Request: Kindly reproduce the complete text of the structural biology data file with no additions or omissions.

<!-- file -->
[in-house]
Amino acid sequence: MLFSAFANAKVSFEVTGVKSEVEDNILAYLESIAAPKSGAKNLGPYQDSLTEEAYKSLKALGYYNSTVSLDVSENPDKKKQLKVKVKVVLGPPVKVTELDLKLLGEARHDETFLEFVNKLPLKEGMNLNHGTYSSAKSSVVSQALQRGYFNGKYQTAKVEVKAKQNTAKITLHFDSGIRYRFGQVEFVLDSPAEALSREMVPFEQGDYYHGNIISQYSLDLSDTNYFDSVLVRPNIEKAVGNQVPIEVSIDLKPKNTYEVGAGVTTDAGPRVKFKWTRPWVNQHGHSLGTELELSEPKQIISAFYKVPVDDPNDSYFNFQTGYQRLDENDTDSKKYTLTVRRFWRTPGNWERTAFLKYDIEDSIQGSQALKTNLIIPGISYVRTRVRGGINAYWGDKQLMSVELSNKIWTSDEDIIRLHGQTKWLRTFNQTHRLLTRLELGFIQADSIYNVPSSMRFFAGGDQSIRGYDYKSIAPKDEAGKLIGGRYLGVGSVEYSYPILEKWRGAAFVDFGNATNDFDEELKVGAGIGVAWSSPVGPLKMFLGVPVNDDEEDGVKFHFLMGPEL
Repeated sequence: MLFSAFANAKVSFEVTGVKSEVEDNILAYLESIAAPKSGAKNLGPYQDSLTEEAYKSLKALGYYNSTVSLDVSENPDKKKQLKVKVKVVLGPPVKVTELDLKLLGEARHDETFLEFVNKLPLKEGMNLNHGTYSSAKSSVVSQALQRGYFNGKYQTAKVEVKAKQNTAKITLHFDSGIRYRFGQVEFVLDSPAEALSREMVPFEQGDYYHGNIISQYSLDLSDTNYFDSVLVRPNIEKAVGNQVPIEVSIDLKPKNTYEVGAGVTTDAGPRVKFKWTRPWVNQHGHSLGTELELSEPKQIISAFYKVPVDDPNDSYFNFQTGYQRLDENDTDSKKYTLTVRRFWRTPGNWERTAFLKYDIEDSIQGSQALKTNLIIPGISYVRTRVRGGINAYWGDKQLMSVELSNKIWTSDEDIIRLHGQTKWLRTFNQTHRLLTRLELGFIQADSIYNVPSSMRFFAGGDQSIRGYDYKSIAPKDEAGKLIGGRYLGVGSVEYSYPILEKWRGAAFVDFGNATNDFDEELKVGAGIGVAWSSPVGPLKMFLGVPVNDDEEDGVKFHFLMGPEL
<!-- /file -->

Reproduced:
[in-house]
Amino acid sequence: MLFSAFANAKVSFEVTGVKSEVEDNILAYLESIAAPKSGAKNLGPYQDSLTEEAYKSLKALGYYNSTVSLDVSENPDKKKQLKVKVKVVLGPPVKVTELDLKLLGEARHDETFLEFVNKLPLKEGMNLNHGTYSSAKSSVVSQALQRGYFNGKYQTAKVEVKAKQNTAKITLHFDSGIRYRFGQVEFVLDSPAEALSREMVPFEQGDYYHGNIISQYSLDLSDTNYFDSVLVRPNIEKAVGNQVPIEVSIDLKPKNTYEVGAGVTTDAGPRVKFKWTRPWVNQHGHSLGTELELSEPKQIISAFYKVPVDDPNDSYFNFQTGYQRLDENDTDSKKYTLTVRRFWRTPGNWERTAFLKYDIEDSIQGSQALKTNLIIPGISYVRTRVRGGINAYWGDKQLMSVELSNKIWTSDEDIIRLHGQTKWLRTFNQTHRLLTRLELGFIQADSIYNVPSSMRFFAGGDQSIRGYDYKSIAPKDEAGKLIGGRYLGVGSVEYSYPILEKWRGAAFVDFGNATNDFDEELKVGAGIGVAWSSPVGPLKMFLGVPVNDDEEDGVKFHFLMGPEL
Repeated sequence: MLFSAFANAKVSFEVTGVKSEVEDNILAYLESIAAPKSGAKNLGPYQDSLTEEAYKSLKALGYYNSTVSLDVSENPDKKKQLKVKVKVVLGPPVKVTELDLKLLGEARHDETFLEFVNKLPLKEGMNLNHGTYSSAKSSVVSQALQRGYFNGKYQTAKVEVKAKQNTAKITLHFDSGIRYRFGQVEFVLDSPAEALSREMVPFEQGDYYHGNIISQYSLDLSDTNYFDSVLVRPNIEKAVGNQVPIEVSIDLKPKNTYEVGAGVTTDAGPRVKFKWTRPWVNQHGHSLGTELELSEPKQIISAFYKVPVDDPNDSYFNFQTGYQRLDENDTDSKKYTLTVRRFWRTPGNWERTAFLKYDIEDSIQGSQALKTNLIIPGISYVRTRVRGGINAYWGDKQLMSVELSNKIWTSDEDIIRLHGQTKWLRTFNQTHRLLTRLELGFIQADSIYNVPSSMRFFAGGDQSIRGYDYKSIAPKDEAGKLIGGRYLGVGSVEYSYPILEKWRGAAFVDFGNATNDFDEELKVGAGIGVAWSSPVGPLKMFLGVPVNDDEEDGVKFHFLMGPEL